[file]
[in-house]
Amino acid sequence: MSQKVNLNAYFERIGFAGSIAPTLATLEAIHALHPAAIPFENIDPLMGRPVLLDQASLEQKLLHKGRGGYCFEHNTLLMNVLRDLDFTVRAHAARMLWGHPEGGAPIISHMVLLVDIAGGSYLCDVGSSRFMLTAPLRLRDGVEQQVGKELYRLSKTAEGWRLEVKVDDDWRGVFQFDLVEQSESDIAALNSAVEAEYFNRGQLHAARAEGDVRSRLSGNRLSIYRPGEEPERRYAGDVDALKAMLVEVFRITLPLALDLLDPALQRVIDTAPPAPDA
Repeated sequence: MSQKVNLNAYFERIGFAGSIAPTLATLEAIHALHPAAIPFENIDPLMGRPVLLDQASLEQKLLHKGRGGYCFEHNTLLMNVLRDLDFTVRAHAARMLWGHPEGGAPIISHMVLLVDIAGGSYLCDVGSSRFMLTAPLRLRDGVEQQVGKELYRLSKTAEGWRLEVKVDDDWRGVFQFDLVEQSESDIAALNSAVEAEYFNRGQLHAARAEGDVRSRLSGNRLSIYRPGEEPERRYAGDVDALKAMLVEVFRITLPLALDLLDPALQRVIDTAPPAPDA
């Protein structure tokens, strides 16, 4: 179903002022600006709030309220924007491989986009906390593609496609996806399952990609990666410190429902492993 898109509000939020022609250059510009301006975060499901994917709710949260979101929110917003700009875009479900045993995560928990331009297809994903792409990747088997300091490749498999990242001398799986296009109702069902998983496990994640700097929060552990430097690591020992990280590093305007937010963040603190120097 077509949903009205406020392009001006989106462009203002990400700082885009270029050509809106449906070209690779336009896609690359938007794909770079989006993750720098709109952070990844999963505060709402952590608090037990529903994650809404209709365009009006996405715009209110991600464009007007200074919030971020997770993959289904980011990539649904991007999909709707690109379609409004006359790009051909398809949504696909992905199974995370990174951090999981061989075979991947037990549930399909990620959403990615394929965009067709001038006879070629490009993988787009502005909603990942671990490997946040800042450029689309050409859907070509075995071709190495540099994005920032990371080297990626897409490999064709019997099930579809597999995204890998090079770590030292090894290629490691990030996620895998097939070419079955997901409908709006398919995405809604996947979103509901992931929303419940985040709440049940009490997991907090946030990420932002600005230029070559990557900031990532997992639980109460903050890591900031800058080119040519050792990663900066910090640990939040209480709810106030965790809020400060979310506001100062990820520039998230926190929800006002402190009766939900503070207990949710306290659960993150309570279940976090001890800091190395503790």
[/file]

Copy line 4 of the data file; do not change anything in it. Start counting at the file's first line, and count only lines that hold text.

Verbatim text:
């Protein structure tokens, strides 16, 4: 179903002022600006709030309220924007491989986009906390593609496609996806399952990609990666410190429902492993 898109509000939020022609250059510009301006975060499901994917709710949260979101929110917003700009875009479900045993995560928990331009297809994903792409990747088997300091490749498999990242001398799986296009109702069902998983496990994640700097929060552990430097690591020992990280590093305007937010963040603190120097 077509949903009205406020392009001006989106462009203002990400700082885009270029050509809106449906070209690779336009896609690359938007794909770079989006993750720098709109952070990844999963505060709402952590608090037990529903994650809404209709365009009006996405715009209110991600464009007007200074919030971020997770993959289904980011990539649904991007999909709707690109379609409004006359790009051909398809949504696909992905199974995370990174951090999981061989075979991947037990549930399909990620959403990615394929965009067709001038006879070629490009993988787009502005909603990942671990490997946040800042450029689309050409859907070509075995071709190495540099994005920032990371080297990626897409490999064709019997099930579809597999995204890998090079770590030292090894290629490691990030996620895998097939070419079955997901409908709006398919995405809604996947979103509901992931929303419940985040709440049940009490997991907090946030990420932002600005230029070559990557900031990532997992639980109460903050890591900031800058080119040519050792990663900066910090640990939040209480709810106030965790809020400060979310506001100062990820520039998230926190929800006002402190009766939900503070207990949710306290659960993150309570279940976090001890800091190395503790």